Crime & Legal
Immigrants, Newcomers, Refuges
ALIGHT believes that survivors of human trafficking deserve meaningful justice. That is why we use technology to do good by connecting each survivor - whether a homeless youth, a single mom, or an agricultural worker - to an army of lawyers. ALIGHT's Legal Needs Matching Program allows service providers to quickly and efficiently connect survivors with relevant and available free legal assistance through a mobile app.
Human trafficking survivors who escape their trafficking situations often suffer from trauma and have many interlocking needs, many of which are legal needs. For example, a survivor may need to divorce her trafficker (who is also her husband), negotiate with debt collection agencies, and expunge her criminal record of crimes she was forced to commit while trafficked.
ALIGHT fills in the gaps in partnership that currently exist between advocates serving vulnerable populations and pro bono help from law firms and private practice that currently have no direct way to contribute to anti-trafficking efforts. This innovation means precious time is not wasted on coordination, each trafficking survivor has access to specialized legal assistance, and attorneys who want to join the anti-trafficking movement and assist survivors have an effective way to do so.
Based on our experience and data gathered to date, we have gleaned valuable and unique insights on survivors' unmet legal needs and obstacles to accessing legal help. We are seeing growing needs for the free counsel and representation offered through our Program, with many requests to deal with trafficking-related legal needs that have included: child custody and visitation; harassment; criminal defense; and, consumer debt. ALIGHT seeks to grow our geographic reach and overall capacity to aid more survivors of human trafficking.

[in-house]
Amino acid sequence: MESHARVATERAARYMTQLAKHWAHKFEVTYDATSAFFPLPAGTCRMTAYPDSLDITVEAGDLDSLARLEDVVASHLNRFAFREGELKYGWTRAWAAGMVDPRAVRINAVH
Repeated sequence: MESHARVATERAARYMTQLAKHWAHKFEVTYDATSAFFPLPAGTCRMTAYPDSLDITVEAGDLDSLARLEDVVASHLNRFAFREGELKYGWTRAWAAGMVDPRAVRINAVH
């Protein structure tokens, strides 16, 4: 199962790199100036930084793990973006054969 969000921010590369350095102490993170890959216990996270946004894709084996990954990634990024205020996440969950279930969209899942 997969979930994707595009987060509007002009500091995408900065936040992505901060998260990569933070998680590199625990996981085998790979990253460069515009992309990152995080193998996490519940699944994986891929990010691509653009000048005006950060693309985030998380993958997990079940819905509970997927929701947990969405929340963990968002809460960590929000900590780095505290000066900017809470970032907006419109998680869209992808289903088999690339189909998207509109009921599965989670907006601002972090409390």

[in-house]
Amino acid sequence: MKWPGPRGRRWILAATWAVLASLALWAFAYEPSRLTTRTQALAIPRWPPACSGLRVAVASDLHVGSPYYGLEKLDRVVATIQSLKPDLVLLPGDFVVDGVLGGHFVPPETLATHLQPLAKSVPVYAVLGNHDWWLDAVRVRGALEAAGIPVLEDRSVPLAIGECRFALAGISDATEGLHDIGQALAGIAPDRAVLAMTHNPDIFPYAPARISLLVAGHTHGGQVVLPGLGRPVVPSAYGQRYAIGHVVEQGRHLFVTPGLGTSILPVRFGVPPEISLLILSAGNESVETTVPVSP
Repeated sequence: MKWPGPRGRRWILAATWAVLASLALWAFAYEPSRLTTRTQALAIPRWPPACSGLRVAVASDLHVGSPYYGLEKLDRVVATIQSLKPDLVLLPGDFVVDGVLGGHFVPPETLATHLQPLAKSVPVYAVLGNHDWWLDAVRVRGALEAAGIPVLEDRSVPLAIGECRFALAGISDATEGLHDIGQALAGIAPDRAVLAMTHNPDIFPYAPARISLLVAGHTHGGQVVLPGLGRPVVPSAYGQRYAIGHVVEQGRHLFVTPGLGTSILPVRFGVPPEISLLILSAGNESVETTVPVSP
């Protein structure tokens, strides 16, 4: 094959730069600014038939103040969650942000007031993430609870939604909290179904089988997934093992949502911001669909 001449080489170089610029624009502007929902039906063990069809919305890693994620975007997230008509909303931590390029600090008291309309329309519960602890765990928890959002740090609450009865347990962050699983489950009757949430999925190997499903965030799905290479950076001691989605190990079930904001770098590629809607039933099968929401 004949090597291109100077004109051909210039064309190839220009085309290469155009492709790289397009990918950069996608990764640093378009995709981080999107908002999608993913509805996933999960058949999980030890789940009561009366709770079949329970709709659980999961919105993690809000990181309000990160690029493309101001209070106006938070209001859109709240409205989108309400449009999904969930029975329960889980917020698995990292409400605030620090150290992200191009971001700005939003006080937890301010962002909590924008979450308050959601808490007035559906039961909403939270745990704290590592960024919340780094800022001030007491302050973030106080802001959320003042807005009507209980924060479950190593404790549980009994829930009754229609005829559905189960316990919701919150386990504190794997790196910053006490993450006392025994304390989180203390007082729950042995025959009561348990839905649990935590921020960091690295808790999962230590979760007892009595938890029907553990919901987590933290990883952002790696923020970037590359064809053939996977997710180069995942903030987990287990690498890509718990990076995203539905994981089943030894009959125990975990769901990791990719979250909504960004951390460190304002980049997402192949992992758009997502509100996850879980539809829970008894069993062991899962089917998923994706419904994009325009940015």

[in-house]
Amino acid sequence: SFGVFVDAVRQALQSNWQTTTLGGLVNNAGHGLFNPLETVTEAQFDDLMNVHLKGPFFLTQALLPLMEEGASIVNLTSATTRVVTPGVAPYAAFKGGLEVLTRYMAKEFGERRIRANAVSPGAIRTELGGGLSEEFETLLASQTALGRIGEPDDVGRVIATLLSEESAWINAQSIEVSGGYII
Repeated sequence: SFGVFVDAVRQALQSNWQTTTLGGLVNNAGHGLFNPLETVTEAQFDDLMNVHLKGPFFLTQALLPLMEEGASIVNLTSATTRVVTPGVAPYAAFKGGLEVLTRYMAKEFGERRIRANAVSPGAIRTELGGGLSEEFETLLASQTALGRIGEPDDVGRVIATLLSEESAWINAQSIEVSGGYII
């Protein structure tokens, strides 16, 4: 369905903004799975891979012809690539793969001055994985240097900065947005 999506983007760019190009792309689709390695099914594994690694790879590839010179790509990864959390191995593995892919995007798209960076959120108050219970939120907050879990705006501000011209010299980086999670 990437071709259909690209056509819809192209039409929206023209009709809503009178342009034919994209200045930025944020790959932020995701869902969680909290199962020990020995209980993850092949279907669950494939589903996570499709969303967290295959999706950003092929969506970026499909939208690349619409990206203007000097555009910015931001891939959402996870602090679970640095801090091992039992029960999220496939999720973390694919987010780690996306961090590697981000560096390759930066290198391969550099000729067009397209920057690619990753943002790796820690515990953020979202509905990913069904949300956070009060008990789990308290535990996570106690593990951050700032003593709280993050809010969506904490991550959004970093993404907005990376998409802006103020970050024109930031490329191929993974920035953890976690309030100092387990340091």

Since launching in 2017, ALIGHT's Legal Needs Matching Program has resulted in:
- Almost $100,000 in free legal services to survivors of human trafficking!
- Validation that the mobile app can quickly connect the legal need(s) of a survivor to multiple attorneys with relevant expertise, sometimes in less than 1 hour.
- A total of 33 survivors connecting with valuable legal expertise on 40 separate legal needs.
- A network of 21 attorneys, which at times has provided survivors with more than one attorney to choose from for assistance with their legal needs.
- A network of 44 community service organizations serving vulnerable populations, whose capacity we enhance with access to free legal services for survivors.
- Expansion of the program beyond Metro Denver to assist survivors in other areas.
ALIGHT started out by researching, testing and validating our innovative model. Our Legal Needs Matching Program fully launched in the Denver metro area in February 2017. In 2017 we connected 11 trafficking survivors with legal assistance on 13 separate legal issues. During this time, we worked with 10 pro bono attorneys with expertise in civil law, criminal law or family law participated in the Program.